Nautilus script line count in Ubuntu Gibbon 7.10

I was in an interview two weeks ago and the interviewer popped up an unexpected question.
Interviewer- How many code lines does your Master Thesis Project have?.
Ray-"To be honest I have NO IDEA". (My NoC Simulator is a modular system with around 125 source files)
Interviewer-But can you give me an approximation?
Ray-"I have not a clue" [(You should view his face). I tried to solve the situation by giving him the CD with the project, but he didn't take it so I guess I lost one job opportunity.(The interesting thing is that I believe this department needs me more than I need them. There are not many engineers with the background, passion and enthusiasm this research topic needs, and I have all of them ;-). Life is just like that, my experience tells me that some times when you follow a different path that the one you were planning the result is much better than the initial plan.)]

What do we do to count the number of code lines along many files and folders?.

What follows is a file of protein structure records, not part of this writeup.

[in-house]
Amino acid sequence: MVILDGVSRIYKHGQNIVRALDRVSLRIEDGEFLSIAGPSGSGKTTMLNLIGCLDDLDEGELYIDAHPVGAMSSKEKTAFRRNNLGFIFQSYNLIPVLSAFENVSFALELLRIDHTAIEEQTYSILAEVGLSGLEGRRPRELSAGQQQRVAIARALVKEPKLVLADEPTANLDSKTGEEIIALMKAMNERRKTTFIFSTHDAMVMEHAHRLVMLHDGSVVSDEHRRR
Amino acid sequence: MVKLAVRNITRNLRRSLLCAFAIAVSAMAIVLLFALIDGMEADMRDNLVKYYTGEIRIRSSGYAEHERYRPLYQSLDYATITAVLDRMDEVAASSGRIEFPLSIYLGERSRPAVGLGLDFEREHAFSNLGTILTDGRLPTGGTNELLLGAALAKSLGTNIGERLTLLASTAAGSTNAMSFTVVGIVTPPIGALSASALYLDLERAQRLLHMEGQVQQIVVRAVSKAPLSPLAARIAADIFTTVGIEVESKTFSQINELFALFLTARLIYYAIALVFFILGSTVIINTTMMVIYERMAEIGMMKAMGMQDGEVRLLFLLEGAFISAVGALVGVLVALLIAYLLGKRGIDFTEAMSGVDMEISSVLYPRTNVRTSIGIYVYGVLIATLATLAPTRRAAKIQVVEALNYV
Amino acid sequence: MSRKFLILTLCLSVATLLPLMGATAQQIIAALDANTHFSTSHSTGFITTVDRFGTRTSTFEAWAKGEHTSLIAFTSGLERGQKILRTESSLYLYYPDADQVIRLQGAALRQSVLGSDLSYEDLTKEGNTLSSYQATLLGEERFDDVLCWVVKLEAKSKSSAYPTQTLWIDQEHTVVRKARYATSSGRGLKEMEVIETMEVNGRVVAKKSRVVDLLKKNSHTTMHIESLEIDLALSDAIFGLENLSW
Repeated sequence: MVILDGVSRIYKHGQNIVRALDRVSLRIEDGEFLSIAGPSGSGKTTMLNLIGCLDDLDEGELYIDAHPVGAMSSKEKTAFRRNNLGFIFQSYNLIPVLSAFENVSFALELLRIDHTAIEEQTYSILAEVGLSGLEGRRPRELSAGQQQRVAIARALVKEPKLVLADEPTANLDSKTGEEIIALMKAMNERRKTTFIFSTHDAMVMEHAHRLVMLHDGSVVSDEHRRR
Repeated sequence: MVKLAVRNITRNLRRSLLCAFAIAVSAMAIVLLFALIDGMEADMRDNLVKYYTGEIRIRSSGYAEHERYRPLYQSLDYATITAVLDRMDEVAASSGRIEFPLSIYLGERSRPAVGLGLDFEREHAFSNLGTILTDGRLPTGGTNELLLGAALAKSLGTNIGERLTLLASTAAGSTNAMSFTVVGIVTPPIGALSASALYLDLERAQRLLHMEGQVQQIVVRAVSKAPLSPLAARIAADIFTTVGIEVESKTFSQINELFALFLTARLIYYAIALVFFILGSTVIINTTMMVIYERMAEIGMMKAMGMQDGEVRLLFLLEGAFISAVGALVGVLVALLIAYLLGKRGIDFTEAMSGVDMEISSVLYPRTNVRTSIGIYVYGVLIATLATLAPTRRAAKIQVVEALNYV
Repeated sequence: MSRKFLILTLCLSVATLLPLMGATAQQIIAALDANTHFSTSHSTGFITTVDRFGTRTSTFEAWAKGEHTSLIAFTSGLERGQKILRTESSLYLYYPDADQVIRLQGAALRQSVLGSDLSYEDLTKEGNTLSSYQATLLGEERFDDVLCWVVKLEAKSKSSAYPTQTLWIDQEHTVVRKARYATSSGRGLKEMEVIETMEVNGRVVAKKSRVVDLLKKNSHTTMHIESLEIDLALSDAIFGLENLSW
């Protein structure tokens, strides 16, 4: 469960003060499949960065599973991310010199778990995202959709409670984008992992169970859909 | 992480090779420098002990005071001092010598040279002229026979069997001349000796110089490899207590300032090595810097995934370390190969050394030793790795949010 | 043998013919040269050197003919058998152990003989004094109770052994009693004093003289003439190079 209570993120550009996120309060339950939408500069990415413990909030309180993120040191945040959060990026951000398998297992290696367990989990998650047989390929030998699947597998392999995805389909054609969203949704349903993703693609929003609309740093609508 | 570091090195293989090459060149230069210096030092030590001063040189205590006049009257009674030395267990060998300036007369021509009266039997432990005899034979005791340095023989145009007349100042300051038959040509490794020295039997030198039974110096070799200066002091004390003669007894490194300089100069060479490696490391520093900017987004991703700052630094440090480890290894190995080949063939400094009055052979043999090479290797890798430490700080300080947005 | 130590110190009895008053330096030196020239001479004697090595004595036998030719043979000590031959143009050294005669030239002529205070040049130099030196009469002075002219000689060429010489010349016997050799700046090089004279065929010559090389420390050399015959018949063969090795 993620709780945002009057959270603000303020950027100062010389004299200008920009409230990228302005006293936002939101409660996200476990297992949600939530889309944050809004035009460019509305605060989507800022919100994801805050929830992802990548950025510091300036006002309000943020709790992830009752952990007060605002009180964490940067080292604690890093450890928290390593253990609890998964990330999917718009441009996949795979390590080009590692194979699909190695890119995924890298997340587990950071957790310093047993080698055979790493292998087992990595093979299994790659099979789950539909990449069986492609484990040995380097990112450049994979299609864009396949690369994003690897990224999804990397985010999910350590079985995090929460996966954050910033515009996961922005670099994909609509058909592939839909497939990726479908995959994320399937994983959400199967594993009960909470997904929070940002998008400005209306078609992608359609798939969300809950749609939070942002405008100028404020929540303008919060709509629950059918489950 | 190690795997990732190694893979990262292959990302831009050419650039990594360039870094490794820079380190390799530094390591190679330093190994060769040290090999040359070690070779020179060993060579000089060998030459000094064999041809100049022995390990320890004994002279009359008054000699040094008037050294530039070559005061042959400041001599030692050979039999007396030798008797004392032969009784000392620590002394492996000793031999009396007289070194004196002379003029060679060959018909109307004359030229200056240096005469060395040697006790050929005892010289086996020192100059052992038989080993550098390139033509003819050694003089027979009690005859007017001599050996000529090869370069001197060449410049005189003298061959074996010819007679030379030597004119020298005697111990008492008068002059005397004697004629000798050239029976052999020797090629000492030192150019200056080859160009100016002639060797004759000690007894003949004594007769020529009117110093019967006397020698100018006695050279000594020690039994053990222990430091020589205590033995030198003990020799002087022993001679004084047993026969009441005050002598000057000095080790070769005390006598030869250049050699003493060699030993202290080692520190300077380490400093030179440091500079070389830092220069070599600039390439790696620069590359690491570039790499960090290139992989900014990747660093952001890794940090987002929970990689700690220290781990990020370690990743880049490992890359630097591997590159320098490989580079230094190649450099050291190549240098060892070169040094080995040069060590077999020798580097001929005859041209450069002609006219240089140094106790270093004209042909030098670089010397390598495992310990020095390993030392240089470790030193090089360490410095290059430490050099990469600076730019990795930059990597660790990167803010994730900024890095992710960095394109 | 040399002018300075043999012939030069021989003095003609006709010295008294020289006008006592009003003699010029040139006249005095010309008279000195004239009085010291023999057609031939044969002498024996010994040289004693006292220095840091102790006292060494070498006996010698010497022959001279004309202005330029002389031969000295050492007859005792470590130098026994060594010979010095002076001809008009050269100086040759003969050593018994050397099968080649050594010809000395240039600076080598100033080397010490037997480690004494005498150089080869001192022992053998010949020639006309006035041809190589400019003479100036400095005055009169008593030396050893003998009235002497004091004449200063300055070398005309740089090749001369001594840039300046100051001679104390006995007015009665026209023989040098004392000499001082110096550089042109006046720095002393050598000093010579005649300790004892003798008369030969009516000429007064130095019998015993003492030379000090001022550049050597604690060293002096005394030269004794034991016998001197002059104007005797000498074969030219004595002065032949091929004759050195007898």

A Nautilus script.
I searched internet and I found an script package from "Nicolas Cuntz (ni_ka_ro), 16.4.2005" with a line count script implemented, but since it is an old implementation it does not work with the last version of nautilus and bash(or at least it does not work for me).

I have updated some lines to solve the main problems, and right now I have a working solution. It is important to point out that there is an error in the execution, but does not affect the counting. In the future I will solve it and I will make a clean script but in the mean time you can download this functional version here.

-How to install&use it
Extract it and move the files to the folder /home/user/.gnome2/nautilus-scripts/
Don't forget to move the hidden folder '.scripts' to the same destination.
Give execution permission to all the files inside .scripts an also to 'line_count' script in /home/user/.gnome2/nautilus-scripts/
That's all. Select the folder with the project. Right click->Scripts->line_count.

Yes I know, the recursion along folders is just great.
I hope you find it useful and don't forget to reply me if you have a better solution.

1 comment:

Anonymous said...

Most linux distros have the program 'wc' which can count words, lines and bytes.

It doesn't recurse by default, but using regexps with a 'for' with this program does the job pretty well.